Yes and no. Pain is usually the last indicator that tells us something is wrong. This is why we don’t 💥chase💥 pain. A person can come into the office with a severe headache, get their pelvis adjusted and the headache immediately goes away (true story). This lets us know that many factors play a role when a dysfunction is present.
Others can have chronic issues and the body “numbs” the issue and when a correction is made and function is improved, they start to feel again- could be sensation returning or even pain. Going from numbness to feeling sensation is a sign of improvement, no matter how uncomfortable the sensation may feel.
This is why we use the nervoscope in our office. It helps us detect where the nerve irritation is present and allows us to make these corrections to help you function better. Your journey to Health may be different from others in the office, but our goal remains the same for everyone.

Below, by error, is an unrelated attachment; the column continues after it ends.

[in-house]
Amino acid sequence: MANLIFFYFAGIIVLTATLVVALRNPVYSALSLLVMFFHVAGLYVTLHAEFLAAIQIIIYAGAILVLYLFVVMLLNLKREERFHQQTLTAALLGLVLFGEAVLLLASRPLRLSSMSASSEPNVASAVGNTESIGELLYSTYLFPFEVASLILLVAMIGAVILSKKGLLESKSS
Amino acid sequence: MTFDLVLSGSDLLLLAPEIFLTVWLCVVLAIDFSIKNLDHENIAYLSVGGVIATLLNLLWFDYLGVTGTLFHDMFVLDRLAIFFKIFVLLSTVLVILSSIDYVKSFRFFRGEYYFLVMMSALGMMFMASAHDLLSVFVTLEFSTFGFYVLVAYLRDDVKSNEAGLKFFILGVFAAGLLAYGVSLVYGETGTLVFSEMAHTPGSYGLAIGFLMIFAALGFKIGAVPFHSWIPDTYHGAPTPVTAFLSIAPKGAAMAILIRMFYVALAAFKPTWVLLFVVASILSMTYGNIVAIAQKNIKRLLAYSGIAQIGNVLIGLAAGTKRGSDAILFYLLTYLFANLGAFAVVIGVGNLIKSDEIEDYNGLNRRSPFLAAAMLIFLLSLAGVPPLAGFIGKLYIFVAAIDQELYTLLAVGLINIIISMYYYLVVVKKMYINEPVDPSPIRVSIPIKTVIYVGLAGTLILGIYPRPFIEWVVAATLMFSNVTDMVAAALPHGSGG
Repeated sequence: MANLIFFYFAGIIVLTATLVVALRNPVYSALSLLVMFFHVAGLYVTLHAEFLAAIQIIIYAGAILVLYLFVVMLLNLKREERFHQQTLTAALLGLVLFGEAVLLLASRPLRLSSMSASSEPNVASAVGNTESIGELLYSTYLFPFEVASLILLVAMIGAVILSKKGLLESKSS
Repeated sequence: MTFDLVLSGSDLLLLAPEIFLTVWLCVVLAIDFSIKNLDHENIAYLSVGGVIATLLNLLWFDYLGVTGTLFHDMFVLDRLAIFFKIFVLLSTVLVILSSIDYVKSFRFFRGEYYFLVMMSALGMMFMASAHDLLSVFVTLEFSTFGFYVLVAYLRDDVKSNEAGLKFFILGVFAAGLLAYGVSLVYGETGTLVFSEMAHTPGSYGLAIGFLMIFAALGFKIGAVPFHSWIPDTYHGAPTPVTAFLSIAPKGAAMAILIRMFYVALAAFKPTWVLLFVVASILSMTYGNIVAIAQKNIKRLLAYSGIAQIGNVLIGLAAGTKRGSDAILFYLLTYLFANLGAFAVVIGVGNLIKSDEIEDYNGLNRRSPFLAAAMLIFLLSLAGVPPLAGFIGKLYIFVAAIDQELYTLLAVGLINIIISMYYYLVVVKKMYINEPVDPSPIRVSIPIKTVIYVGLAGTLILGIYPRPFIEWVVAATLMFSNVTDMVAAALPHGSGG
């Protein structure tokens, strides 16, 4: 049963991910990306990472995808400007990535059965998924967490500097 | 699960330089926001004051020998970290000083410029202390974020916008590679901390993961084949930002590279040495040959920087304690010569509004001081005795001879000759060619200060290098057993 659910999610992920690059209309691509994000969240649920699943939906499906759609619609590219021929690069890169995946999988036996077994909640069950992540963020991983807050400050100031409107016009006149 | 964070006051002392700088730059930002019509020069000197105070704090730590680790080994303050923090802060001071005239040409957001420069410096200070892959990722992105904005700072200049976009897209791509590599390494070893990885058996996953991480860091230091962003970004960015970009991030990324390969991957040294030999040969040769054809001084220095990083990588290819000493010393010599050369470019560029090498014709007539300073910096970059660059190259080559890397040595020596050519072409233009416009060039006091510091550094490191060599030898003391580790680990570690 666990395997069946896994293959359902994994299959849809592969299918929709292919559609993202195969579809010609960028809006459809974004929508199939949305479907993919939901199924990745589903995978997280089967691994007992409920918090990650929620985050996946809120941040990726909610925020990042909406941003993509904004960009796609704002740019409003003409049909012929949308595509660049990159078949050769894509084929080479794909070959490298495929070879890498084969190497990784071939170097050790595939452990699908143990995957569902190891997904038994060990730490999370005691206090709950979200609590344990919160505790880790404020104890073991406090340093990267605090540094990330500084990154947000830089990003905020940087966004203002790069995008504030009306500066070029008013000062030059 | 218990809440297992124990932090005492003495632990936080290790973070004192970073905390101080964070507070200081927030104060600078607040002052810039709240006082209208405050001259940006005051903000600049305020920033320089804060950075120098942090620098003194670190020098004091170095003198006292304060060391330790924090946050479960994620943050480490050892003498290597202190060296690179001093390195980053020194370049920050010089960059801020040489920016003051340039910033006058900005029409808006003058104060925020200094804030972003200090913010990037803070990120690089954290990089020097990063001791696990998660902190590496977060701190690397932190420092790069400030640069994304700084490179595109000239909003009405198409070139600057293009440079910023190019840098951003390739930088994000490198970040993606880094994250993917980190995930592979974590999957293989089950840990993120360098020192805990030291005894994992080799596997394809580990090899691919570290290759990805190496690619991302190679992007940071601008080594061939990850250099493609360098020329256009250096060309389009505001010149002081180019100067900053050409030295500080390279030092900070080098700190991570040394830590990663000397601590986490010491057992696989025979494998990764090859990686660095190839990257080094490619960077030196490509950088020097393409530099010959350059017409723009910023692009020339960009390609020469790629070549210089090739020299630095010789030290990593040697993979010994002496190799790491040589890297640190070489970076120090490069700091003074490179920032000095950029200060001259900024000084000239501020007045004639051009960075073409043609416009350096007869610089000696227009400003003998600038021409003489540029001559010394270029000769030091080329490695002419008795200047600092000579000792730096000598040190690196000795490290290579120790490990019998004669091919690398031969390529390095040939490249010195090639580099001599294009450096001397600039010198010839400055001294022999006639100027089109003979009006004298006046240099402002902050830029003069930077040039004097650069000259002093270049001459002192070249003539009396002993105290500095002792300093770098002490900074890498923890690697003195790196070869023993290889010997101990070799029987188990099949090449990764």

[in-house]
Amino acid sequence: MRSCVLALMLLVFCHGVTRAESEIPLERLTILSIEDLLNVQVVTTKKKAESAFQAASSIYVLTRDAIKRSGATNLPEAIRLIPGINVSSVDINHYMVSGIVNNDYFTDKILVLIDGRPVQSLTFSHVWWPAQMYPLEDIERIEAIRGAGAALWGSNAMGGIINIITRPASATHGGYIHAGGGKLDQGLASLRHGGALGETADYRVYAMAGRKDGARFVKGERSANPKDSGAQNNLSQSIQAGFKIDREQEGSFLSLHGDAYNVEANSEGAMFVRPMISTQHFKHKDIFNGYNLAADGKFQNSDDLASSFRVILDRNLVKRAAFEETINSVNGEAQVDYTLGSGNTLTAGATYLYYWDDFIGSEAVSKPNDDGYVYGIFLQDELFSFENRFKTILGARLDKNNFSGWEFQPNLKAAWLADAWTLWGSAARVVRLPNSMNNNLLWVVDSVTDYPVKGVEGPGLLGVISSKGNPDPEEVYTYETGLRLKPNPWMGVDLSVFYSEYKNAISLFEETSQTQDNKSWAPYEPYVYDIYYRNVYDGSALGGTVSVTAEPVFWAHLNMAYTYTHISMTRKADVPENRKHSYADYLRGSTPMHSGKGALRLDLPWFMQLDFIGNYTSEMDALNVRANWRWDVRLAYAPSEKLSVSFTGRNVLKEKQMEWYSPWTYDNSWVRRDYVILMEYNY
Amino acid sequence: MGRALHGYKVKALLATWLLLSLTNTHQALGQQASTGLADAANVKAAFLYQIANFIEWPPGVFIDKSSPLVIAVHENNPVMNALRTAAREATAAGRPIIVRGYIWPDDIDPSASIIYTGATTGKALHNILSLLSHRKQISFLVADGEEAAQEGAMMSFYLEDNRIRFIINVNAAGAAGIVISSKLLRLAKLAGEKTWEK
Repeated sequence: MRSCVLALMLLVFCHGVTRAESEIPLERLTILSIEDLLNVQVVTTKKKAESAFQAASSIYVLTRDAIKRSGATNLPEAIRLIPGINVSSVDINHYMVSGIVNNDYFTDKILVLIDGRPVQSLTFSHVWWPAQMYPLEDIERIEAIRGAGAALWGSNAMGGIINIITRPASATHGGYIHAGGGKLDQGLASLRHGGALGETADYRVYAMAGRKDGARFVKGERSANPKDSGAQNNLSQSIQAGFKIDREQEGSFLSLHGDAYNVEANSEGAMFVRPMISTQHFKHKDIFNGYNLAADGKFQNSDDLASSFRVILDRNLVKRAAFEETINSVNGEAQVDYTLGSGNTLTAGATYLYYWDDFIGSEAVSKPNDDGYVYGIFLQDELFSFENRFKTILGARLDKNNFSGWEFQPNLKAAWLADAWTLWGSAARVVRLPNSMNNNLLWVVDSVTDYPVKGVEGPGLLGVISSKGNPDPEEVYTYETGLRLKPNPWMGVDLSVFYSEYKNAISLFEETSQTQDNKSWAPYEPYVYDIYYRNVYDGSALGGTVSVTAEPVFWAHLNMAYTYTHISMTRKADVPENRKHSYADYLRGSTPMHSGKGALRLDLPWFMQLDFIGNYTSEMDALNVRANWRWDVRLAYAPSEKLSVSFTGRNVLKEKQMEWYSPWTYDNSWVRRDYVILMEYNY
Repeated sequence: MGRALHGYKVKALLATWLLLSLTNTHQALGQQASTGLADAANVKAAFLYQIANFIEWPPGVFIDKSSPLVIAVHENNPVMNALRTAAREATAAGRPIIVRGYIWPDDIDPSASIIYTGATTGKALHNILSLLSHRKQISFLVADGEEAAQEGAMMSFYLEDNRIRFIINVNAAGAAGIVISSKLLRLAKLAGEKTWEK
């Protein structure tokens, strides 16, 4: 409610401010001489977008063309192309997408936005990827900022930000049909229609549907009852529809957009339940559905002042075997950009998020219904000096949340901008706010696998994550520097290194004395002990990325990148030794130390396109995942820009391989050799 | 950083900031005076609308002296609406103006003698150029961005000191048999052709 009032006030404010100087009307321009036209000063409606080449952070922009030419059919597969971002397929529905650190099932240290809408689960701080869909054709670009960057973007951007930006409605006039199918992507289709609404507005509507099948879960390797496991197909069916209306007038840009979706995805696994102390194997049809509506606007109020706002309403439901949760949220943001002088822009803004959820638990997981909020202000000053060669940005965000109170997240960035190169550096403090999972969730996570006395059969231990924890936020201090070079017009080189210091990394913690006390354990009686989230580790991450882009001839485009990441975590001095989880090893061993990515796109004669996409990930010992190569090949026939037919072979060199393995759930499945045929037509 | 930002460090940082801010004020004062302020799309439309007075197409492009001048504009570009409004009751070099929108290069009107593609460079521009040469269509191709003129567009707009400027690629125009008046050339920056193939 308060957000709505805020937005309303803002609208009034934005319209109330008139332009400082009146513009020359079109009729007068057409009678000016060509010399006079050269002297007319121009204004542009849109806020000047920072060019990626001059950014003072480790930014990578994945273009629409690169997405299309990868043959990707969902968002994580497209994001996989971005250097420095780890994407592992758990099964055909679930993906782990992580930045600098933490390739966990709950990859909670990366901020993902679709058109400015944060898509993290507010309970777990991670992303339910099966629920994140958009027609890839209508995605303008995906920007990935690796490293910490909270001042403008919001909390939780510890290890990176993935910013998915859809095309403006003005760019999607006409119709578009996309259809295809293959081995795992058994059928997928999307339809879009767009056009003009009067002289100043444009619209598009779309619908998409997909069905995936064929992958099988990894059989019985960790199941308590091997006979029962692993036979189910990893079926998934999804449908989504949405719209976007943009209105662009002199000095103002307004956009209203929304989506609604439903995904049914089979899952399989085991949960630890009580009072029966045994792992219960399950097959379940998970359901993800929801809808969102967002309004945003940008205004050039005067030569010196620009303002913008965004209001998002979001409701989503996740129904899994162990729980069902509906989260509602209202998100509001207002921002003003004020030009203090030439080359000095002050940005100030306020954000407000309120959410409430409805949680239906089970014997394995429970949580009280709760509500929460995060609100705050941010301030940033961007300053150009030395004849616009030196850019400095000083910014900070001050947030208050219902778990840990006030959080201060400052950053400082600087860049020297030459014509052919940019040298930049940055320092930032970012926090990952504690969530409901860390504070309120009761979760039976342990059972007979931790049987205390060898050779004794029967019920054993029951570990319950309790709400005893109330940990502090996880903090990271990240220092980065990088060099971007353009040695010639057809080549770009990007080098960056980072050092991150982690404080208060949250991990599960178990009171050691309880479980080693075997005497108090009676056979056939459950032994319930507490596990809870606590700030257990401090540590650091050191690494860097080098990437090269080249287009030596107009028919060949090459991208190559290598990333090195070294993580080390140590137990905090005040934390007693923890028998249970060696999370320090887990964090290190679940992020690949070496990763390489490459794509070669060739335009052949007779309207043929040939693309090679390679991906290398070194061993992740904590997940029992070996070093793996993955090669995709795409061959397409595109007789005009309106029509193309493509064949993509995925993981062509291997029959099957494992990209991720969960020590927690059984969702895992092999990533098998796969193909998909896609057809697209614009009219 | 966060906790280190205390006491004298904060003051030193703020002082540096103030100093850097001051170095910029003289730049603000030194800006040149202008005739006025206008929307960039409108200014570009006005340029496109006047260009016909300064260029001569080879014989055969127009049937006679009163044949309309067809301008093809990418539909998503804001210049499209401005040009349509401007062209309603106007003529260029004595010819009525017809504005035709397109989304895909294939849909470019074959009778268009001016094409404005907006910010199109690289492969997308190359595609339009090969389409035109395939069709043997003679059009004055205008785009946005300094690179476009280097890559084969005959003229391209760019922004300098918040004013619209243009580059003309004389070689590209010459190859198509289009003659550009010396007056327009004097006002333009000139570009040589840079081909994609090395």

According to psychosmaticpain.com:
“Pain: your body’s way of grabbing your attention. Understanding psychosomatic pain helps to first understand why we feel any pain. Pain is usually useful – it grabs our attention, telling us something is wrong so maybe we should do something about it. Pain tells you to pull your hand back from the stove burner, rest after breaking your ankle, or not eat those poisonous berries ever again. The problem with psychosomatic pain is that sometimes it isn’t clear what your pain is telling you. For example, a tension headache doesn’t indicate that something is physically attacking your forehead but rather that you might be feeling stressed, overwhelmed, or tired.
Responding to your psychosomatic pain So next time you’re feeling pain, how do you determine what it is telling you? We’ll next turn to some simple steps to figure it out.
Step 1: Check for a physical component
Step 2: Check for emotions and life stressors
Step 3: Decipher which part of the stressor is external, and which part is internal”